Will
                    '69 Datsun 2000 Roadster vintage race car (Street driven on a regular basis :taz
                    '59 Alfa Romeo 101 Sprint (HUGE project :uhoh
                    '88 M3

                    Comment


                    • RAD2LTR
                      RAD2LTR commented
                      Editing a comment
                      Got the car running, popped fuses 7 and 11, one for the fuel pumps (7.5A and a dash/diagnostic port fuse) I can see the bigger fuel pump popping the 7.5 amp fuse, but I don't know what caused the other one to go. I wasn't even driving it. I put my stock ECU back in, started it and let it run till it was warm. I haven't driven it however. Perhaps tomorrow.

                      Will

                  • #86
                    Hel. lo Track30.

                    I had some similar dying issues. Tracked it down to the driver chip in the DME. The driver chip activates the Base of a BJT transistor for the shorting out of the Secondary side of the coil so spark can jump. Literally got stranded a few times. Sometimes it would restart. I had to replace the entire DME.
                    I'm looking for E30 M3 right rear quarter panel. Or entire rear clip for a repair. I've checked Ebay and Dealerships and some dedicated dismantlers. Original owner and not interested in selling. Tks, Angelo 408-206-9663

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                    • #87
                      Angelo,
                      Its not the ECU, I've had 2 different ones (Now 3, haven't tested the 3rd yet) and the problem has persisted. My first ECU does have an issue, but its not the underlying issue since it reappeared with the rebuilt loaner one. The first two had aftermarket chips, an IIGo (my original ECU) a Conforti in the loaner one. The third is a straight, stock ECU.

                      Will
                      '69 Datsun 2000 Roadster vintage race car (Street driven on a regular basis :taz
                      '59 Alfa Romeo 101 Sprint (HUGE project :uhoh
                      '88 M3

                      Comment


                      • #88
                        Originally posted by Angelo View Post
                        Hel. lo Track30.

                        I had some similar dying issues. Tracked it down to the driver chip in the DME. The driver chip activates the Base of a BJT transistor for the shorting out of the Secondary side of the coil so spark can jump. Literally got stranded a few times. Sometimes it would restart. I had to replace the entire DME.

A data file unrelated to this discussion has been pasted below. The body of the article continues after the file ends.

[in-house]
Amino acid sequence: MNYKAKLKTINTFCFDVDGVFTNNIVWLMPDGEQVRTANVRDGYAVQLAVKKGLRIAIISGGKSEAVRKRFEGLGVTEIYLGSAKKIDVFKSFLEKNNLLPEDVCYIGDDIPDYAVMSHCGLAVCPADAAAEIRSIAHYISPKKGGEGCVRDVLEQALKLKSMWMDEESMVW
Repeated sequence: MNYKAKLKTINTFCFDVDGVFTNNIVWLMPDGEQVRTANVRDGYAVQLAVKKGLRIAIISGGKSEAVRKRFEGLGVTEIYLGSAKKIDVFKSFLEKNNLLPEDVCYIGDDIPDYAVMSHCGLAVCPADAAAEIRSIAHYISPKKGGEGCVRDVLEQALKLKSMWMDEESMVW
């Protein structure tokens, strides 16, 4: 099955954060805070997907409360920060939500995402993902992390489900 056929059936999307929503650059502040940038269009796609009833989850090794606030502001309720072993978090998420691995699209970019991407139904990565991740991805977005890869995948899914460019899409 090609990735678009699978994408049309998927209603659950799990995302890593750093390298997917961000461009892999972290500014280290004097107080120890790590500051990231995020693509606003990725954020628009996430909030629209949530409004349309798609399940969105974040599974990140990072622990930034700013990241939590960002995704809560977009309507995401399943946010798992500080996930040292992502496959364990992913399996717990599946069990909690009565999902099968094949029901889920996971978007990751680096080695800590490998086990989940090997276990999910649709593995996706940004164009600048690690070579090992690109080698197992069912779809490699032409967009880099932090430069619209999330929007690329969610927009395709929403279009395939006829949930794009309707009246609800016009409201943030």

I'm looking for E30 M3 right rear quarter panel. Or entire rear clip for a repair. I've checked Ebay and Dealerships and some dedicated dismantlers. Original owner and not interested in selling. Tks, Angelo 408-206-9663
                        Hey Angelo, can you create your own thread please about your wtb quarter panel... You have posted this in many unrelated threads and its getting old.

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                        • #89
                          I finally had a chance to play with the car yesterday. After replacing the fuses, I was able to get it started again, but didn't have a chance to go for a drive. After I got home from work yesterday I ran errands with it and it didn't miss a beat. No hesitations, hiccups or other weirdness. Based on the fact that it ran correctly last night, I drove it to work (35 degrees out this morning) and it ran fine. I'm not going to say that I managed to find two ECUs with the same issue, one of which was supposedly rebuilt, both with different aftermarket chips, but based on the fact that the ECU with the stock chip seems (at this point at least) to be fine, I really have to wonder. I guess time will tell.

                          Will
                          '69 Datsun 2000 Roadster vintage race car (Street driven on a regular basis :taz
                          '59 Alfa Romeo 101 Sprint (HUGE project :uhoh
                          '88 M3

                          Comment


                          • #90
                            Well Will, keeping our fingers crossed that your problem has been solved. This has been quite the journey. If it is the ECUs, it would be good if there was a way to diagnose for future reference.

                            Cheers